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Cellulose

pp 1–13 | Cite as

Characterization of cellulose microfibrils, cellulose molecules, and hemicelluloses in buckwheat and rice husks

  • Yasutaka Nakamura
  • Yuko Ono
  • Tsuguyuki Saito
  • Akira IsogaiEmail author
Original Research
  • 64 Downloads

Abstract

Holocelluloses, TEMPO-oxidized holocelluloses, and TEMPO-oxidized cellulose nanofibrils were prepared from buckwheat and rice husks to characterize the cellulose microfibril morphologies and holocellulose molar masses. The buckwheat and rice husks had ash contents of 0.8% and 23%, respectively. All TEMPO-oxidized holocelluloses had cellulose I crystal structures. TEMPO-oxidized cellulose nanofibrils prepared from the two husks were both ~ 3 nm wide. As significant amounts of xylan remained in the TEMPO-oxidized buckwheat and rice husk holocelluloses, the TEMPO-oxidized cellulose nanofibrils prepared from them by mechanical disintegration in water gave yields as low as 14–17% (based on dry weight of dewaxed husk samples). Atomic force microscopy images of TEMPO-oxidized cellulose nanofibrils prepared from buckwheat husks showed that individual nanofibrils with widths of ~ 3 nm were quite flexible, while nanofibril bundles had rigid and needle-like morphologies. Rice husks had a high ash content, with part of the ash remaining in the corresponding holocellulose, TEMPO-oxidized holocellulose, and TEMPO-oxidized cellulose nanofibrils. Never-dried buckwheat husk cellulose (prepared by removal of hemicelluloses from holocellulose) and oven-dried buckwheat husk holocellulose containing a significant amount of hemicelluloses had leveling-off degrees of polymerization (DPs) of 650 and 810, respectively, after dilute acid hydrolysis. In contrast, oven-dried buckwheat husk cellulose had a leveling-off DP of 270.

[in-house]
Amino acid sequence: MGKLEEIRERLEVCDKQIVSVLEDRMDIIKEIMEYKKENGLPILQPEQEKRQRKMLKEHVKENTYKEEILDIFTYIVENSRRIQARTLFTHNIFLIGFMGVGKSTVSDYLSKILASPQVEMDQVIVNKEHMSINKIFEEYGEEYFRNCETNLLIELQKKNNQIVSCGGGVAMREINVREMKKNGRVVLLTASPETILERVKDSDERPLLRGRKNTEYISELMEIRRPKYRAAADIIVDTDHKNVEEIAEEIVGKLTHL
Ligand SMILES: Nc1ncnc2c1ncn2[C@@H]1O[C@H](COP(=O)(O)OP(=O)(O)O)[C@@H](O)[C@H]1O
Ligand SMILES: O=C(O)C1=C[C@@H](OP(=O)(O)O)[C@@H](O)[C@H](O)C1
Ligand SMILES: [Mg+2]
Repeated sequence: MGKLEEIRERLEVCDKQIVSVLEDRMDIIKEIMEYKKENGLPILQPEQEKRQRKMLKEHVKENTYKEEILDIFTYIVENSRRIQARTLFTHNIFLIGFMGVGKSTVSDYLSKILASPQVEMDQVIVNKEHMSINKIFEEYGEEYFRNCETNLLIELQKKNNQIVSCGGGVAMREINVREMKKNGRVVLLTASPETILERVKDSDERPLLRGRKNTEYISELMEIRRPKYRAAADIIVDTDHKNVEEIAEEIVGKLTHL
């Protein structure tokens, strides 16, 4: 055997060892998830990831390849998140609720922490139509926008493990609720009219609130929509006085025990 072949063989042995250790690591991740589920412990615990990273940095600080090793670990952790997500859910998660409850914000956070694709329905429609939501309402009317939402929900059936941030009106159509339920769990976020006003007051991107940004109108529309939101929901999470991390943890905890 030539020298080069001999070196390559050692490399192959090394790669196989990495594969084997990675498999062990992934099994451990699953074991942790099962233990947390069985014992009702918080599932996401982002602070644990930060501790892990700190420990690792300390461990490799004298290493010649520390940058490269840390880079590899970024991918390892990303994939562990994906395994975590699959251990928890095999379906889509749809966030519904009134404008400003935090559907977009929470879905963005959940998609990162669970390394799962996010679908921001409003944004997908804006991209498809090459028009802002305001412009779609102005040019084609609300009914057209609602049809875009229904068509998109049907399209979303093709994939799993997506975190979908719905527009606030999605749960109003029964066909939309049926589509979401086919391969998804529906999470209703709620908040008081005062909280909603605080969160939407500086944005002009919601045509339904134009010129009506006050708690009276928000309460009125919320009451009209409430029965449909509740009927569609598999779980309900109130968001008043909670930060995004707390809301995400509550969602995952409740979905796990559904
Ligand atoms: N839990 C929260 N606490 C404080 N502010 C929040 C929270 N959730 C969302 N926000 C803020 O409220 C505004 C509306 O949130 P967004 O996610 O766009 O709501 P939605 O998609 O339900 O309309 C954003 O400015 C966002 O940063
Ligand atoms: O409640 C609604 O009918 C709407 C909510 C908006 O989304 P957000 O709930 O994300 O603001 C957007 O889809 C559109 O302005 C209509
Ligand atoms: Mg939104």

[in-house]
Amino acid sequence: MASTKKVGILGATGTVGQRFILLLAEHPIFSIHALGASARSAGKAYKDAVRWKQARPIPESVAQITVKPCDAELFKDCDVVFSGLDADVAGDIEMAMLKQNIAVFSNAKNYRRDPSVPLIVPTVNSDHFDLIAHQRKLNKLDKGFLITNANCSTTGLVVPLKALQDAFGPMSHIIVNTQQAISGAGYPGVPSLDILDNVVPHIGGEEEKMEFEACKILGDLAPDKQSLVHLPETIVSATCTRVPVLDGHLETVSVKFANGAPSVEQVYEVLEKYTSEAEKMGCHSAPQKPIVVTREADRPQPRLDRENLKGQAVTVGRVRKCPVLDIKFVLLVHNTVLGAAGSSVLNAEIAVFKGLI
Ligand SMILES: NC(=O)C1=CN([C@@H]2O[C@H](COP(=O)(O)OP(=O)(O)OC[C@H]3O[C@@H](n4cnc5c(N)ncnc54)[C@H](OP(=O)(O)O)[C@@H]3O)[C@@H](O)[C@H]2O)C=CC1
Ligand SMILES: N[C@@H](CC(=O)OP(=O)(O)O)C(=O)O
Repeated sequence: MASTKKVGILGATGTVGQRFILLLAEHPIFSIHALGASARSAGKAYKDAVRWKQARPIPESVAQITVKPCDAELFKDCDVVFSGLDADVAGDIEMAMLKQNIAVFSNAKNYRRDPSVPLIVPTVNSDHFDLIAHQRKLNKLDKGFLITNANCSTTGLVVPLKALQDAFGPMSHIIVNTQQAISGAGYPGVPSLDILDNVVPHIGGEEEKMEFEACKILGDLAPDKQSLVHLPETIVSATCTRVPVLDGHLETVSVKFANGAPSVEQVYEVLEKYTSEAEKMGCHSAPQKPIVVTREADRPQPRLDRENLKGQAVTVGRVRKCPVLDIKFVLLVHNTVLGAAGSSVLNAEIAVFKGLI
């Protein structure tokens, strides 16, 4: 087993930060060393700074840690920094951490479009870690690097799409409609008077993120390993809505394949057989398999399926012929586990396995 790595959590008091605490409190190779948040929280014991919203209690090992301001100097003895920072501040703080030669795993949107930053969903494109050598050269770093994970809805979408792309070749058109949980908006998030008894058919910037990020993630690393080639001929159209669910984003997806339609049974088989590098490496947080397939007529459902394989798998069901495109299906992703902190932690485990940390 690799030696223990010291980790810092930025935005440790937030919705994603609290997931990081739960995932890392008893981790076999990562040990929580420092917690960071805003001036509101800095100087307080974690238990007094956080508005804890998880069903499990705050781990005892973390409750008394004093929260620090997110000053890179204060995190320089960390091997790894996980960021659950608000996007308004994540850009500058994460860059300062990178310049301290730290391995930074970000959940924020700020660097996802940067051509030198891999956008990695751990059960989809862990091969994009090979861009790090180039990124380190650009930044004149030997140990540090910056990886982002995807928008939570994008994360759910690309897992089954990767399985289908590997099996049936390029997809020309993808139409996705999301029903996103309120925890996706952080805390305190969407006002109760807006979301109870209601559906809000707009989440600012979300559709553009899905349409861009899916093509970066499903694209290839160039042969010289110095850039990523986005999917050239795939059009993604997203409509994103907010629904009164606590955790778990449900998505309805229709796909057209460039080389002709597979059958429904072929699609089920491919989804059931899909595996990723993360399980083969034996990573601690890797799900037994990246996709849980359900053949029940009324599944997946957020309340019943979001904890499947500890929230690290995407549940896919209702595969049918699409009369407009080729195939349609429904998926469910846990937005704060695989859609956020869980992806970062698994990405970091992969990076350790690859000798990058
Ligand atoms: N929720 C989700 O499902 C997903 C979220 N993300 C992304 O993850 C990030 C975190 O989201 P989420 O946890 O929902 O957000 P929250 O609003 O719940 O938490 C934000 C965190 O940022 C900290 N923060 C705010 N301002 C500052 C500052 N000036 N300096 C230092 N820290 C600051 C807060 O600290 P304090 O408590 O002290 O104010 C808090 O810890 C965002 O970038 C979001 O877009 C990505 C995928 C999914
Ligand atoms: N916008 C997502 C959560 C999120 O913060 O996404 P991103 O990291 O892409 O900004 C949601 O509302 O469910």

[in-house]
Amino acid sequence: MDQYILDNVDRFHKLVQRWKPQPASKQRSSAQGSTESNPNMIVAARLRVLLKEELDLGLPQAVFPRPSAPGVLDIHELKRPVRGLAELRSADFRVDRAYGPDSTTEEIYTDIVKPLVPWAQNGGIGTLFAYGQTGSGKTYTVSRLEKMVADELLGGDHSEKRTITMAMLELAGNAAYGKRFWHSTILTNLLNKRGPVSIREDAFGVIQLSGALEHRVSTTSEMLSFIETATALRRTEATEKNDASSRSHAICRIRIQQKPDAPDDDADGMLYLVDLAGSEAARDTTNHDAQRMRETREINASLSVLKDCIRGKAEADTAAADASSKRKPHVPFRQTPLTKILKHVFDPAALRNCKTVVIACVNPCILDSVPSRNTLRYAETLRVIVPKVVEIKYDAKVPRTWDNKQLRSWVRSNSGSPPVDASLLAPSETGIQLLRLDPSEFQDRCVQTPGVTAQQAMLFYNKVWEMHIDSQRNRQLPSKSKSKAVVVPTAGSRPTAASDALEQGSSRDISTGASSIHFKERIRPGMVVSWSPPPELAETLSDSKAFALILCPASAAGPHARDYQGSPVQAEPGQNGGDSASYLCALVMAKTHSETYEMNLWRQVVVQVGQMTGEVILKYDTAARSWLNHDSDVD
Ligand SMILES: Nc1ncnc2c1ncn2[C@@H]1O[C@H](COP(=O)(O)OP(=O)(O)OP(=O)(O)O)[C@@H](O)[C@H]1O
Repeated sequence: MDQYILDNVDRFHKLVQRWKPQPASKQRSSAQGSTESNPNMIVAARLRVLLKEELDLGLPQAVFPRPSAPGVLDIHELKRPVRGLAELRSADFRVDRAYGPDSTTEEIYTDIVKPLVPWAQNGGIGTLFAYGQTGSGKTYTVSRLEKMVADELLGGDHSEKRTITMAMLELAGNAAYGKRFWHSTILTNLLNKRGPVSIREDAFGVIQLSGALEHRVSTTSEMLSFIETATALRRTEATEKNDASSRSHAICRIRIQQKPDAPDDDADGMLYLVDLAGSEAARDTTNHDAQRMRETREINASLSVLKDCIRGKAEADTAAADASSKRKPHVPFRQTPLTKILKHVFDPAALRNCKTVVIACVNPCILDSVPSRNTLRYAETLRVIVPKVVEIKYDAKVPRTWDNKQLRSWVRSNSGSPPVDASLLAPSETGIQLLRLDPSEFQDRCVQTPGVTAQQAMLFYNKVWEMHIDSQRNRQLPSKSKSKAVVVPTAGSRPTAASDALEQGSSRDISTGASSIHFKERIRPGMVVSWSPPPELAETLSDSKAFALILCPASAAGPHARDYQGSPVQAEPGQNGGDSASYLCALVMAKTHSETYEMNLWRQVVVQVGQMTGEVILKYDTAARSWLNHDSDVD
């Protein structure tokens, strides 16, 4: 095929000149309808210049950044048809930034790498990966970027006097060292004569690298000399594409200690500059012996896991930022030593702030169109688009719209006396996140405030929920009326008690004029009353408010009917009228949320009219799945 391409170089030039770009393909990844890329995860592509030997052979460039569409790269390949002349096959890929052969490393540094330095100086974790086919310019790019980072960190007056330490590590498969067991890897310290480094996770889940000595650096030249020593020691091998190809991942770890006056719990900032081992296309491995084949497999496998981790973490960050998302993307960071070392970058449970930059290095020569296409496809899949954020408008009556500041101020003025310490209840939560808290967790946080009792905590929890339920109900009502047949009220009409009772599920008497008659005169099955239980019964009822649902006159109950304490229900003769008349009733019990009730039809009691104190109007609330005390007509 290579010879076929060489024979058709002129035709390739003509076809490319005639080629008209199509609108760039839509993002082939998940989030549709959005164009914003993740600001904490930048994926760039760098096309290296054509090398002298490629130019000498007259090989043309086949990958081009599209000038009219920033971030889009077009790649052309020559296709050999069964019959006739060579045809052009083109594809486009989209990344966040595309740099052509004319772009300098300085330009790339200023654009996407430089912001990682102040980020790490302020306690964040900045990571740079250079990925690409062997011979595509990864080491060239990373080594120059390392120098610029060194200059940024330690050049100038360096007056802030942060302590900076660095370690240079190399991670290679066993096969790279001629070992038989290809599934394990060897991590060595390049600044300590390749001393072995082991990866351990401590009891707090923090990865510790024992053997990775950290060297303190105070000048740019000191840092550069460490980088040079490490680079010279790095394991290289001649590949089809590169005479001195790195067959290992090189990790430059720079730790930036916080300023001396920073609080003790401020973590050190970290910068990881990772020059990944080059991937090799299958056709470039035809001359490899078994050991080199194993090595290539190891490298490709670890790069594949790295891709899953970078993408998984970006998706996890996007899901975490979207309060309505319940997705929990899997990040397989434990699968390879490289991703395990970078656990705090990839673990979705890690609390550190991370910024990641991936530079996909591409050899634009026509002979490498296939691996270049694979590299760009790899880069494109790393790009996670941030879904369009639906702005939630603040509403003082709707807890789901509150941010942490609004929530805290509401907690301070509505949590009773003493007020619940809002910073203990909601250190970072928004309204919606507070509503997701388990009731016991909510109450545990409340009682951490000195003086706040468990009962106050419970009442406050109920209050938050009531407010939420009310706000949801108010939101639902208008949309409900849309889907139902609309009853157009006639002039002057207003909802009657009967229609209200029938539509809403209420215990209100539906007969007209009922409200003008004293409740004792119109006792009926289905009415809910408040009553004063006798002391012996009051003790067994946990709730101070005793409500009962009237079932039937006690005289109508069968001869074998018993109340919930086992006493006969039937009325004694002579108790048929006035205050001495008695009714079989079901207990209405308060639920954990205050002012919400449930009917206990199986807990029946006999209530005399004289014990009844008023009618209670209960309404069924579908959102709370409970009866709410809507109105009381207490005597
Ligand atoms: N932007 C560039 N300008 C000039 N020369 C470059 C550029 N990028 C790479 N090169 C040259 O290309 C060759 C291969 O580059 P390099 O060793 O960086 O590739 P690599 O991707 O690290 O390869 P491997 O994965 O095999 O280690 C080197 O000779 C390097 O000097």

Graphic abstract

Keywords

Buckwheat husk Rice husk Molar mass Nanofibril Neutral sugar composition Levelling-off DP 

Notes

Acknowledgments

This research was supported by Core Research for Evolutional Science and Technology (CREST, Grant Number JPMJCR13B2) of the Japan Science and Technology Agency (JST). We thank Simon Partridge, PhD, from Edanz Group (www.edanzediting.com/ac) for editing a draft of this manuscript.

Supplementary material

10570_2019_2560_MOESM1_ESM.docx (1.1 mb)
Supplementary material 1 (DOCX 1166 kb)

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Copyright information

© Springer Nature B.V. 2019

Authors and Affiliations

  1. 1.Department of Biomaterial SciencesThe University of TokyoTokyoJapan

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